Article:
Who can attend the open board meetings also is controlled by the law and the governing documents. For example, some HOAs may open their meetings to the general public. Others may allow only property owners, while still others may permit renters to attend but not participate. Generally, if you own a unit in the community, you will be allowed to attend meetings that are not executive or emergency sessions, although you may not be permitted to bring a guest. If you want to bring, for example, a family member or legal advisor to a meeting, it is recommended that you consult the HOA governing documents to determine if you are permitted to do so. On occasion, an HOA may invite special attendees, such as a contractor for a major project or a representative from the local police, to address specific agenda items; these guests may be permitted to attend only the relevant portion of the meeting.
The governing documents also will determine what constitutes a “quorum” of the board. Absent a quorum, the business being conducted will not be considered “official” and any votes by the board will be invalid. Common numbers for a quorum are two-thirds of the board, or a simple majority of the board members. For example, if a board of directors has nine people, a quorum could be either six directors (two-thirds) or five directors (simple majority). Similarly, your HOA likely sets a number of members needed to constitute a quorum for purposes of electing the board and for other matters that require full-membership voting.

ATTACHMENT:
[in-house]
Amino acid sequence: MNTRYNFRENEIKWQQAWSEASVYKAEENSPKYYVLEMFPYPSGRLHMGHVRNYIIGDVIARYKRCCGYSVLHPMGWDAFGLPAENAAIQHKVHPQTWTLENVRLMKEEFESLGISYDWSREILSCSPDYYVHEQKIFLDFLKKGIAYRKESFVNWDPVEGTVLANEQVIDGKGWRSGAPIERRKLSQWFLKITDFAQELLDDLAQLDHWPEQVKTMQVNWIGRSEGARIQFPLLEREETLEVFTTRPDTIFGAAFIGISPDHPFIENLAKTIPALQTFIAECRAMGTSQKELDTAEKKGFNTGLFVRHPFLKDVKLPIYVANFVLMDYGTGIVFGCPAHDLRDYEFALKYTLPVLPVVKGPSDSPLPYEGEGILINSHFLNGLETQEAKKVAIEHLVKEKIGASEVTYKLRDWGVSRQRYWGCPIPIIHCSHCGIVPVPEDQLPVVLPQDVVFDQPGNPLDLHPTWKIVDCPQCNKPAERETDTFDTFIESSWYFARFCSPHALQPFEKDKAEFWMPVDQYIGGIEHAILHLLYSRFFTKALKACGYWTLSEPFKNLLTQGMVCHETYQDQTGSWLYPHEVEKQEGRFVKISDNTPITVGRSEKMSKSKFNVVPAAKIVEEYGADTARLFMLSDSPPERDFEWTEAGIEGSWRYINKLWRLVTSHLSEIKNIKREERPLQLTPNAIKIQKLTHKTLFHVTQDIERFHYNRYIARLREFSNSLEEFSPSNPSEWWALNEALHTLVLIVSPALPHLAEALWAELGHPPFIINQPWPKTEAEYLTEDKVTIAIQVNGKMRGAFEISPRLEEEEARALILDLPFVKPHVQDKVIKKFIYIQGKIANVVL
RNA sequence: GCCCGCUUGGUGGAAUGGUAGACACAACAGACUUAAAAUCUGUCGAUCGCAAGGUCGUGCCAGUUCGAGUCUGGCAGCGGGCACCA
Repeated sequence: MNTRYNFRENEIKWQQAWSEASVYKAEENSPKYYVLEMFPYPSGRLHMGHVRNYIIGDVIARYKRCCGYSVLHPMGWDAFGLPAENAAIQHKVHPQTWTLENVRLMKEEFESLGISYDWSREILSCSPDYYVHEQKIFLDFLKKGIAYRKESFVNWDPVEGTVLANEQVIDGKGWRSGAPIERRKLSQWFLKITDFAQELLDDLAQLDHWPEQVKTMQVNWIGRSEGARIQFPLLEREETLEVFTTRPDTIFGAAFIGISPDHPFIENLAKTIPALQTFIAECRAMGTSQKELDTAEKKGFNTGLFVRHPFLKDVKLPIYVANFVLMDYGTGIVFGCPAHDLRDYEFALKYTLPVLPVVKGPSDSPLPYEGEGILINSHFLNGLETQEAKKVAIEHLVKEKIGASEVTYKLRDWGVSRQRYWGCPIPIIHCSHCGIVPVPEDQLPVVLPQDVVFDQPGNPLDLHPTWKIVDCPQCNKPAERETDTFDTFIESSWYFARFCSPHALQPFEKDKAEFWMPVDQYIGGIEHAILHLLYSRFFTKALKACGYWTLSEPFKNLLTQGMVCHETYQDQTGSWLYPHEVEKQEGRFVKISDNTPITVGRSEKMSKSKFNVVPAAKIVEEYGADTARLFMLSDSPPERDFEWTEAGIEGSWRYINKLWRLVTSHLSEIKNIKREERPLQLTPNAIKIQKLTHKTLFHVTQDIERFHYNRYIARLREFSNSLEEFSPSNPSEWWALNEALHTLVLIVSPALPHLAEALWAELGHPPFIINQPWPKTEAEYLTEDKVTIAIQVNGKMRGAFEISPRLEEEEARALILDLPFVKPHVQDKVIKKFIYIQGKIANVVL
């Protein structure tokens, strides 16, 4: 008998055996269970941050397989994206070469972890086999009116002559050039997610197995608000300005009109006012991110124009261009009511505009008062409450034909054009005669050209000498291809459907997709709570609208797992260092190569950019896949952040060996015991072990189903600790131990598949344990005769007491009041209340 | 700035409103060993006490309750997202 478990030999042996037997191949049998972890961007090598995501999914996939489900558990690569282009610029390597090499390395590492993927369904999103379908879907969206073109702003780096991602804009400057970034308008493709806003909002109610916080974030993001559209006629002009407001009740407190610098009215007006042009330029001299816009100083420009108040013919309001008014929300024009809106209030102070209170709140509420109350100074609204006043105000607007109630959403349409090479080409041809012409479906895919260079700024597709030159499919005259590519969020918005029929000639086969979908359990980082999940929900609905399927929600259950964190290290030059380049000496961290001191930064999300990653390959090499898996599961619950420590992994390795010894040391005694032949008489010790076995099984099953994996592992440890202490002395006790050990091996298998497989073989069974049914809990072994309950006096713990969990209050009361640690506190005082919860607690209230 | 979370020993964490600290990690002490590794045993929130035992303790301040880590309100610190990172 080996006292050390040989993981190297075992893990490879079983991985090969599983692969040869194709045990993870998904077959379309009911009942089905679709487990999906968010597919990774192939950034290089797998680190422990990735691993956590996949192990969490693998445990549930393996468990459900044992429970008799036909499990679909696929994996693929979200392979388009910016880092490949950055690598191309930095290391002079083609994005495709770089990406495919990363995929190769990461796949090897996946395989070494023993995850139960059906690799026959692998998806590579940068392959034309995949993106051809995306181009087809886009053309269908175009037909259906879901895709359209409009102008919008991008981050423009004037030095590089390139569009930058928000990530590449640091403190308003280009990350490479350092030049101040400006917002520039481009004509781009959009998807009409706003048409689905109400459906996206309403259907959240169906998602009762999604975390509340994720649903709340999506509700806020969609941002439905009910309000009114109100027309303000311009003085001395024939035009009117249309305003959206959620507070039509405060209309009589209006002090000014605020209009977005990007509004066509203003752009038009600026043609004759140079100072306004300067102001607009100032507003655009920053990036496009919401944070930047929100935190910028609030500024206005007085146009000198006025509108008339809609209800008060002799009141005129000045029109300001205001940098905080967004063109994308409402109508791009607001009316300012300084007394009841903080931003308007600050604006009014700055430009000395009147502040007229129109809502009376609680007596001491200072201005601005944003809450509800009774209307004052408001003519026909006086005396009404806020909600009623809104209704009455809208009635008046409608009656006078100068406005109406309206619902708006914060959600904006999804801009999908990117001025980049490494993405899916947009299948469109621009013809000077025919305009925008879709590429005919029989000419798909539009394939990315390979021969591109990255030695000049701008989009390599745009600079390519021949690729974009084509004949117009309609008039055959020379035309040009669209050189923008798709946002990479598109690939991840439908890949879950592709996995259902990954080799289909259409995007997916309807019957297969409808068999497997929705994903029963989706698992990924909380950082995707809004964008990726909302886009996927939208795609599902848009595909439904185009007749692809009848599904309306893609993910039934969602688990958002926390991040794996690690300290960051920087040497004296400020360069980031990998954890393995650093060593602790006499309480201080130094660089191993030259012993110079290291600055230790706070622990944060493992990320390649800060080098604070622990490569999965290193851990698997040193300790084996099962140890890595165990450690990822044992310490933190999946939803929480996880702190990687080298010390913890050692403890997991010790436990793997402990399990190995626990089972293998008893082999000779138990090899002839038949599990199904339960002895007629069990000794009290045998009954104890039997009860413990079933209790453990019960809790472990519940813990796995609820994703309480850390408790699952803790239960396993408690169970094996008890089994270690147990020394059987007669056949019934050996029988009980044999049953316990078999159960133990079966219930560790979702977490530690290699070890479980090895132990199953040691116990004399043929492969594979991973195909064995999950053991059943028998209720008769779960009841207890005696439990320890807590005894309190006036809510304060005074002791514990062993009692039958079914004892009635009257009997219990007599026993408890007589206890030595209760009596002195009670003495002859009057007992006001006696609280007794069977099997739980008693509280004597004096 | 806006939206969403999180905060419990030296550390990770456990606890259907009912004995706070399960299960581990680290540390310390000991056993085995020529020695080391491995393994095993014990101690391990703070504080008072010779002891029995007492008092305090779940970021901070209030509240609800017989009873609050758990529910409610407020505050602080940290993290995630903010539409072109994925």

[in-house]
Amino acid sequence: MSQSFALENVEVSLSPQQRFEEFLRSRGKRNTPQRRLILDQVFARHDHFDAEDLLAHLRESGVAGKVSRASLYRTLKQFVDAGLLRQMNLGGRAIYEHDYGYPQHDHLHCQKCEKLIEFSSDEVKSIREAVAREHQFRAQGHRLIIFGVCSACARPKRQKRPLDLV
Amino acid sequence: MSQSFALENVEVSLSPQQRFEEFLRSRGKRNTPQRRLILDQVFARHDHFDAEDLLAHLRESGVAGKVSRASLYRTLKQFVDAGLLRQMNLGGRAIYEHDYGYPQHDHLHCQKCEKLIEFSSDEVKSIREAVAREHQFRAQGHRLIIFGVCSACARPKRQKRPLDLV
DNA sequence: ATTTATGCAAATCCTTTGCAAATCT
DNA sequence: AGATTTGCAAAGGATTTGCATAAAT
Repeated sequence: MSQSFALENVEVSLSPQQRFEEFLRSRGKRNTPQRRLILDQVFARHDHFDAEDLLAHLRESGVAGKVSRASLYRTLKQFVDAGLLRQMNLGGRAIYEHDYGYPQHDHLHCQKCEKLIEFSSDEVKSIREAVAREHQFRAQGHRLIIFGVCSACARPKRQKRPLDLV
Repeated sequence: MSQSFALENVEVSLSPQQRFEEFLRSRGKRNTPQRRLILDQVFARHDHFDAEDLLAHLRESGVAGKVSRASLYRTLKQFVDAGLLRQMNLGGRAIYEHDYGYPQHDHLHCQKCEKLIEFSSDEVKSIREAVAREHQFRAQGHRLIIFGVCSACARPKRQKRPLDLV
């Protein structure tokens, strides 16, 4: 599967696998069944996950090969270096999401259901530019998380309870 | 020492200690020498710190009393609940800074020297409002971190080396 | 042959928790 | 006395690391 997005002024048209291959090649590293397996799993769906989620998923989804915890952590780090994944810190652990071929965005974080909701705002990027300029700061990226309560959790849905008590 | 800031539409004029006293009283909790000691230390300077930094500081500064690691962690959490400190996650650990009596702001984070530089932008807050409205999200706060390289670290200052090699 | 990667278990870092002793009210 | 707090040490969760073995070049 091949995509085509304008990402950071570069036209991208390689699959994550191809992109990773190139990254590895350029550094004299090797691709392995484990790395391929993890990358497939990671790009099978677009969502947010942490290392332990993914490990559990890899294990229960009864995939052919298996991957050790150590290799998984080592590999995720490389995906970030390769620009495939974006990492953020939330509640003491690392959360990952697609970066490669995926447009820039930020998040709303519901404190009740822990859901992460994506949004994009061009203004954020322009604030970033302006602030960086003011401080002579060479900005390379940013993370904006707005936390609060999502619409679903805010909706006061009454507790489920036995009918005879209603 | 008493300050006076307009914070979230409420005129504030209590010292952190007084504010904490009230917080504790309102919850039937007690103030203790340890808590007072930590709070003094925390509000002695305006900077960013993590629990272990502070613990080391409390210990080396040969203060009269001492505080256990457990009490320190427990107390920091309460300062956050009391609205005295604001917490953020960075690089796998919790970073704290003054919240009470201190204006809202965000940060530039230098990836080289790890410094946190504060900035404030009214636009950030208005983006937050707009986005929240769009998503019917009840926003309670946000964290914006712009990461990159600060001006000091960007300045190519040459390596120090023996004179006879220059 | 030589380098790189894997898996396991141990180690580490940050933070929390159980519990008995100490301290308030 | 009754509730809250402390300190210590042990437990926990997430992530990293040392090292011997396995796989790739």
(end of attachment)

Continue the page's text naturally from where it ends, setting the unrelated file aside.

Finally, each meeting will be conducted according to a set of procedural rules. The governing documents will either include the details about these rules, or will include reference to a well-known set of procedural rules, such as Roberts Rules of Orders for HOA Boards. These rules outline, for example, who may speak when, how to call a vote, and who controls the agenda.